Blood & Ivy

Written by Paul Collins

Review written by LJ Hurst

Initially, L. J. Hurst worked in the backrooms of the media industry. He now divides his time between work for an international scientific publisher and a rather more British independent bookseller. In years past he was a regular attendee at the Shots on the Page Festivals from whence Shots Mag sprung

Blood & Ivy
W. W. Norton & Company
RRP: £20.57
Released: Aug 17 2018

It commences as 1849 comes to an end - with a disappearance that frightened and alarmed the people who lived alongside the Charles River; with Boston to the south, and with Cambridge on the north bank.

One of the leading figures of Boston society, one of the so-called Boston Brahmins, was no longer to be found. Doctor George Parkman (who had long since given up the practise of medicine in favour of collecting and living off his rental properties), was that missing man. As he failed to appear at the doors of his properties his tenants would have sighed with relief that no rent had to be paid that week: this was a society where (admit it or not), money was tight.

The eventual discovery of Doctor Parkman would reveal a deeper and more hidden problem of small incomes and rising debts, as everything came together at the Harvard Medical School. Harvard University had long been a home to theology and the humanities, but it also had that Medical School, which in turn had knowledgeable staff. What the staff lacked, though, were incomes that could support the middle-class lifestyles they were expected to lead. Across the Atlantic, Oxford and Cambridge were just allowing their faculty to move out of college and marry – they seem not to have had such financial pressure on individuals. Social pressure on academics in the Land of the Free meant that something had to give.

In the case of Professor John Webster something did give, though what had happened did not become clear for some time. Following great developments in forensic science, Doctor Parkman’s body was found in the basement and laboratories of Professor Webster – in sections. Not every Body-Part could be found or identified as belonging to the missing man. Other parts had been yoked together after death – a hollowed torso had been stuffed with a thigh, like a grotesque roast. It seems that Webster had dealt with his enormous debts to Parkman in his own way.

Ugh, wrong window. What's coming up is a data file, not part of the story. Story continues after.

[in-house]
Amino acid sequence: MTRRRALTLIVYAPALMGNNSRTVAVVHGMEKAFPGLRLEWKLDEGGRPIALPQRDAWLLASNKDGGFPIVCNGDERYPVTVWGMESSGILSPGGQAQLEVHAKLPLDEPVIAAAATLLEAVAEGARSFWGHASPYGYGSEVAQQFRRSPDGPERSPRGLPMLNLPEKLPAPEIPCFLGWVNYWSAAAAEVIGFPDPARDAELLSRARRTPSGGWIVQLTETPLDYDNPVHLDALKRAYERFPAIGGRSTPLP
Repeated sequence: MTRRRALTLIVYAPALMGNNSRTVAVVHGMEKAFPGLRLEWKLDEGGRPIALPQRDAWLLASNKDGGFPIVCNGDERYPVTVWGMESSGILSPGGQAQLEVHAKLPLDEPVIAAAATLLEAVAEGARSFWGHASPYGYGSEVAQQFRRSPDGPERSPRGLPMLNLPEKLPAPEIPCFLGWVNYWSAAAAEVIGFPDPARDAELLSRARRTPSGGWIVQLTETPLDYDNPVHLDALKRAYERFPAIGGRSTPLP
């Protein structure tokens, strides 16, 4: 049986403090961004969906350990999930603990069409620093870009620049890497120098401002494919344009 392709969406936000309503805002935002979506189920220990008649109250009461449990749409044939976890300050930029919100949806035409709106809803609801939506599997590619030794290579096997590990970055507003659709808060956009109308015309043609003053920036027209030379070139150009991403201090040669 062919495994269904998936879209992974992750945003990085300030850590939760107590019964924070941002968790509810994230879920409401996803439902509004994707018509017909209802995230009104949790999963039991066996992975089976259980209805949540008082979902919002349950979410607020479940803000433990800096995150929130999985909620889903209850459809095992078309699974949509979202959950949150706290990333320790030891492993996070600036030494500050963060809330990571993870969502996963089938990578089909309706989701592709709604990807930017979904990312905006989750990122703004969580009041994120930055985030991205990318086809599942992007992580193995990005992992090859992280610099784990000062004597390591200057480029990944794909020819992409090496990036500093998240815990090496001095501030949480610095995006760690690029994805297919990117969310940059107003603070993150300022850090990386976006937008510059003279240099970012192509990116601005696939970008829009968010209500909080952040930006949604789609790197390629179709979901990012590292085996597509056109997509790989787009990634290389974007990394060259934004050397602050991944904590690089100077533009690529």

When Webster came to trial there were two problems: identifying the body parts as firstly they were not complete, and secondly, making it difficult in proving (beyond reasonable doubt) that Webster was the killer. Webster, while on remand, had started a rumour flying that his laboratory assistant, Ephraim Littlefield, was the murderer. While in court it was suggested Littlefield was motivated by the reward money. Finally, though new sciences such as forensic dentistry – a jawbone and teeth could be matched to the missing man – overcoming the doubts raised by the defence. (Several defence lawyers declined the case because they had concluded that Webster was guilty). Some questions remained, but the guilty verdict was unanimous.

The newspapers followed the case in detail as it developed, and according to Paul Collins in this new full account of the case, the newspaper coverage spread first across Massachusetts and then all of the USA. It even reached Great Britain where one man following the case was Charles Dickens. Dickens had met Dr Webster during an earlier visit. When he returned in 1868 he demanded to be taken to the fatal rooms in the Medical School (which were left untouched until the building was demolished just before the First World War). If Collins is correct, then the disappearance of a burgess in a respectable town inspired the last strange death that Dickens was to turn into fiction, The Mystery of Edwin Drood.

This is not the first book to deal with the Parkman-Webster murder, as an earlier account made much more of Ephraim Littlefield and the reasons why suspicion fell on him. Some of the features re-appeared in England in the Constance Kent case (which also inspired elements of Edwin Drood).

After finishing Blood & Ivy, readers may want to revisit Kate Summerscale's The Suspicions of Mr Whicher which shares a macabre view of historical murder.

Book Reviews
About Us
Contact Us

Privacy Policy | Contact Shots Editor